Goldman Sachs (GS) is asking the U.S. Supreme Court to overturn a lower-court decision involving securities backed by residential mortgages the company says would cost financial firms tens of billions of dollars.
Goldman has asked the court to toss out a ruling in September by the U.S. Court of Appeals for the 2nd Circuit that permits the NECA-IBEW Health & Welfare Fund, a pension fund for electrical workers, to sue Goldman for allegedly misleading investors about mortgage-backed securities the fund itself did not own.
The 2nd Circuit's decision conflicts with a ruling last year by the 1st Circuit, Goldman argues.
The case arose out of NECA's purchase in 2007 and 2008 of securities from two of 17 trusts Goldman offered. The fund purchased $390,000 worth of securities from one trust and $50,000 from another, according to Goldman's appeal.
In 2008, NECA filed a suit on behalf of buyers of securities from all 17 trusts. It contended Goldman mislead investors about the underwriting and appraisal standards used by the banks that originated the loans backing the trusts and omitted from securities filings information about the banks' lending practices.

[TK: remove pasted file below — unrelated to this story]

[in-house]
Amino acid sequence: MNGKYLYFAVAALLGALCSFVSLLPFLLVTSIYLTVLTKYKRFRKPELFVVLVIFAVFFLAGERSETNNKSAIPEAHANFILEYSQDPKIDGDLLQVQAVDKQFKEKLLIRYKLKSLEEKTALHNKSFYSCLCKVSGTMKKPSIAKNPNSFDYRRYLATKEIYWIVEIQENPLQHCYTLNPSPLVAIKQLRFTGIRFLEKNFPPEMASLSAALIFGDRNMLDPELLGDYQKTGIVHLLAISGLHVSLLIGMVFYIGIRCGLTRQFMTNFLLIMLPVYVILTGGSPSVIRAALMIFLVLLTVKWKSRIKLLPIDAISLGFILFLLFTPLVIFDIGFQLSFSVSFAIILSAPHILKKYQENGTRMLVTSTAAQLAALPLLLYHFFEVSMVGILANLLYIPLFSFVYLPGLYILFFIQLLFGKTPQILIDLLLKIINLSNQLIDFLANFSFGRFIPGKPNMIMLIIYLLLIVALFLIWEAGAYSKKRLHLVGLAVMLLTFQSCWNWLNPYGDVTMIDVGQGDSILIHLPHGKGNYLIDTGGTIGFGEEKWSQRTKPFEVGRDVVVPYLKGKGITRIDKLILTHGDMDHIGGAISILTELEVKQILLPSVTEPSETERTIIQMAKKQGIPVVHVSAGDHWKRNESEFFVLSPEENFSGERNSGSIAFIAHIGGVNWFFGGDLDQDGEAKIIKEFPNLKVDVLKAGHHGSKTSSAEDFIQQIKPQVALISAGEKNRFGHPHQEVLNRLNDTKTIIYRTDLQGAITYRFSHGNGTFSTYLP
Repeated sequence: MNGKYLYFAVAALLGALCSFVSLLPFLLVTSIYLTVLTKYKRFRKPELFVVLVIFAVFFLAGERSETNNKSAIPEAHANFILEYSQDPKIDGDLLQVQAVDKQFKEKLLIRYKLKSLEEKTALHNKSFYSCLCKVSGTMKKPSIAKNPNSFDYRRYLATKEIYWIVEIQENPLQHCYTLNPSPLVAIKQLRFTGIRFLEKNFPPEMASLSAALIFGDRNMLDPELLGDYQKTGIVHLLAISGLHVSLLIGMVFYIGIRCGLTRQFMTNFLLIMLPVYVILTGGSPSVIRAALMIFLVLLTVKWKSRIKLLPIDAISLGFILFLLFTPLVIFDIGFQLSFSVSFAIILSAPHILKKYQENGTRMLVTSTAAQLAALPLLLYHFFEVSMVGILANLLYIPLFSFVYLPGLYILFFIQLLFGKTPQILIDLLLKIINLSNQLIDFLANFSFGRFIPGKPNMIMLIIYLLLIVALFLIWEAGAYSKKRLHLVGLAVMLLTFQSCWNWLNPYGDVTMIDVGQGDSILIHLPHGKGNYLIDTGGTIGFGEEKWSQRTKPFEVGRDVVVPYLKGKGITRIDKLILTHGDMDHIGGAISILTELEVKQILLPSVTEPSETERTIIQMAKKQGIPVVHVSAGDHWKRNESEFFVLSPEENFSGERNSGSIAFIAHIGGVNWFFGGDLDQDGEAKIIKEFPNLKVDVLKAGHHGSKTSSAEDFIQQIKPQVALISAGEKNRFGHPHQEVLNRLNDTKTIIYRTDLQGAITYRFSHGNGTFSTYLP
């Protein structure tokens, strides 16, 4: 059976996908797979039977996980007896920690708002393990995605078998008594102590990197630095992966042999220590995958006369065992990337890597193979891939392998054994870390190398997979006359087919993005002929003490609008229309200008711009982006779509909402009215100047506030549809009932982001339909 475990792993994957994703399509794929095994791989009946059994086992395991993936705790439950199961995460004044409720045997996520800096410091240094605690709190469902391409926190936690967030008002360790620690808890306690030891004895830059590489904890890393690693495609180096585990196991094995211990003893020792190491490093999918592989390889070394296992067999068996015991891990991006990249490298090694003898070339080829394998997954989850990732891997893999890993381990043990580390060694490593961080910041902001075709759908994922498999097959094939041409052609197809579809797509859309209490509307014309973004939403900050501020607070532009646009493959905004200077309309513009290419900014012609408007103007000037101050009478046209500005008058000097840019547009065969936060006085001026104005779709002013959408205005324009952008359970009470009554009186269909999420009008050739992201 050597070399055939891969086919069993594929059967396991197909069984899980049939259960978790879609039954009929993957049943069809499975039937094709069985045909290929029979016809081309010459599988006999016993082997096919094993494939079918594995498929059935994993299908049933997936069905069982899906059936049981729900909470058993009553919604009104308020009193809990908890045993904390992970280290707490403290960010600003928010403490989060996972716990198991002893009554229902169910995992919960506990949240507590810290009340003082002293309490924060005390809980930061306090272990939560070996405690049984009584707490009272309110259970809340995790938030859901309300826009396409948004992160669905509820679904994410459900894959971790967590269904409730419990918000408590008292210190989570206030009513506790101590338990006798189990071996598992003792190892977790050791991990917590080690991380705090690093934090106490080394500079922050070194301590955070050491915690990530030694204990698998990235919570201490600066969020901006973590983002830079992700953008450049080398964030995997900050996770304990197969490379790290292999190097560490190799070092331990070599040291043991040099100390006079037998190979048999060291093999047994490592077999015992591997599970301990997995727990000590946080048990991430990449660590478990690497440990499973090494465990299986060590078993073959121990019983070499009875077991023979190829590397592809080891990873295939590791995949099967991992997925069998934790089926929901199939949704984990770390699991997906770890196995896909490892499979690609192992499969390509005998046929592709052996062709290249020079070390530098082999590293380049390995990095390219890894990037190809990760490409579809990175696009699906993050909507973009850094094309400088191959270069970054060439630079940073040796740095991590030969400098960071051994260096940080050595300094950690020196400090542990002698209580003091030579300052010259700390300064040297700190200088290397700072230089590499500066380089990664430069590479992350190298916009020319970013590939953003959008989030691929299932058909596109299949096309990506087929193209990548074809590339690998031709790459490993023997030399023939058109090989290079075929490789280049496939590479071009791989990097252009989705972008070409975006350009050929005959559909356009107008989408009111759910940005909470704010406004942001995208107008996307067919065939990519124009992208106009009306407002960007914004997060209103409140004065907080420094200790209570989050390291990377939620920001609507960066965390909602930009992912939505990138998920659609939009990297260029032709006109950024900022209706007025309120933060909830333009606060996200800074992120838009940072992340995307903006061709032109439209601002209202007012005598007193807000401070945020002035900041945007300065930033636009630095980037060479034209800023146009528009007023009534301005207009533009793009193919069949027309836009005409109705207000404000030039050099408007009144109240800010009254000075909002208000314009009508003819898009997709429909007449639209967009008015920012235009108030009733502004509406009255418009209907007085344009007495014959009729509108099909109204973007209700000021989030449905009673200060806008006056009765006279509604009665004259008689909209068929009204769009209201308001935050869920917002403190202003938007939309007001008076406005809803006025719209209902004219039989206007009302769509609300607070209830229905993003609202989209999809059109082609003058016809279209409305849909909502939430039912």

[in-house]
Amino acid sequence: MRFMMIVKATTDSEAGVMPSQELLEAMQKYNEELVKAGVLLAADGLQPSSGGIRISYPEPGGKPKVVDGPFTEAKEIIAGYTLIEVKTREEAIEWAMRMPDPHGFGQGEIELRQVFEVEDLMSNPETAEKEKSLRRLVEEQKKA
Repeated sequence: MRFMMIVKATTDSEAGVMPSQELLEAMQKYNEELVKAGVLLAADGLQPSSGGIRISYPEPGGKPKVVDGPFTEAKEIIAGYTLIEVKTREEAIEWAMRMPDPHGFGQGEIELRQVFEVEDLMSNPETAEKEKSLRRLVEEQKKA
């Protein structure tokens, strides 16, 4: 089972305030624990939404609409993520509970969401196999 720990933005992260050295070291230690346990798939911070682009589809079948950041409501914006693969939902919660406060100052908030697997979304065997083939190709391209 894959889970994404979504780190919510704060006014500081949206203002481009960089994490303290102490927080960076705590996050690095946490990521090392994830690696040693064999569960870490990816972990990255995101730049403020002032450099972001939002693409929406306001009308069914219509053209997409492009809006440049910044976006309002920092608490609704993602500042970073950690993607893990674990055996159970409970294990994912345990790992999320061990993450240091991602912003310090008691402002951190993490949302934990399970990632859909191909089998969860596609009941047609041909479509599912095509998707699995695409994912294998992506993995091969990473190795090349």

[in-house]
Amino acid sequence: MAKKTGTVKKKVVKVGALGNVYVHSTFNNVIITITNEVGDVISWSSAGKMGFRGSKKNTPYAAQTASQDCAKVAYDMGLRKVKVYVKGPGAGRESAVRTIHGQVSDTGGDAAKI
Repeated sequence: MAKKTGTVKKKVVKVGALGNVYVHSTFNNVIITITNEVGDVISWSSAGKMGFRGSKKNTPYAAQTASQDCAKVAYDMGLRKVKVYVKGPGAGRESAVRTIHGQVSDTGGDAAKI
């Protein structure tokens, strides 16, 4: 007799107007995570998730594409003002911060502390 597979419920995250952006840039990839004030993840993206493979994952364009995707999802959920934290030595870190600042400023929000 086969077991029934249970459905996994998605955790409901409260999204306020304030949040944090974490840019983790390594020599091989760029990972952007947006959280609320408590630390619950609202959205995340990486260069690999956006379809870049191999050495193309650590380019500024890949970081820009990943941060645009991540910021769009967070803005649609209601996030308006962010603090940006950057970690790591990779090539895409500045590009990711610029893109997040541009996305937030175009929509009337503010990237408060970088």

A trial court dismissed NECA's claims involving securities from the 15 trusts it did not do business with, but the 2nd Circuit later decided that NECA could bring a class action on behalf of investors in the other offerings. The 2nd Circuit decision clashes with one made in 2011 by the 1st Circuit, which ruled in a separate case that MBS investors may not sue an issuer over securities they did not purchase.
"The stakes implicated by the 2nd Circuit's new and expansive standard for class standing are difficult to overstate," Theodore Olson, a former U.S. solicitor general who represents Goldman, wrote in a brief filed Oct. 26. "In the context of mortgage-backed securities litigation in which this case arises, the decision will effectively increase by tens of billions of dollars the potential liability that financial institutions face in this and similar class actions."
Whether NECA can bring the suit "does not turn on" whether NECA would be able to seek recovery for itself, Judge Barrington Parker wrote for the 2nd Circuit in its Sept. 6 opinion. "NECA's claims raise a sufficiently similar set of concerns" to permit it represent securities holders from the other offerings.
Joseph Daley, an attorney for NECA in the case, declined to comment. It has until Dec. 3 to respond to Goldman's appeal, which was first reported by Reuters.
On Friday, JPMorgan Chase (JPM) asked the U.S. District Court in Manhattan to refrain from ruling in another case involving similar claims brought by the Forth Worth Employees' Retirement Fund until the Supreme Court rules on Goldman's appeal. "Given the circuit split and the novelty of the 2nd Circuit's 'class-standing' holding, there is a significant possibility that the Supreme Court" will seek "to resolve this important question," lawyers for JPMorgan wrote in court papers.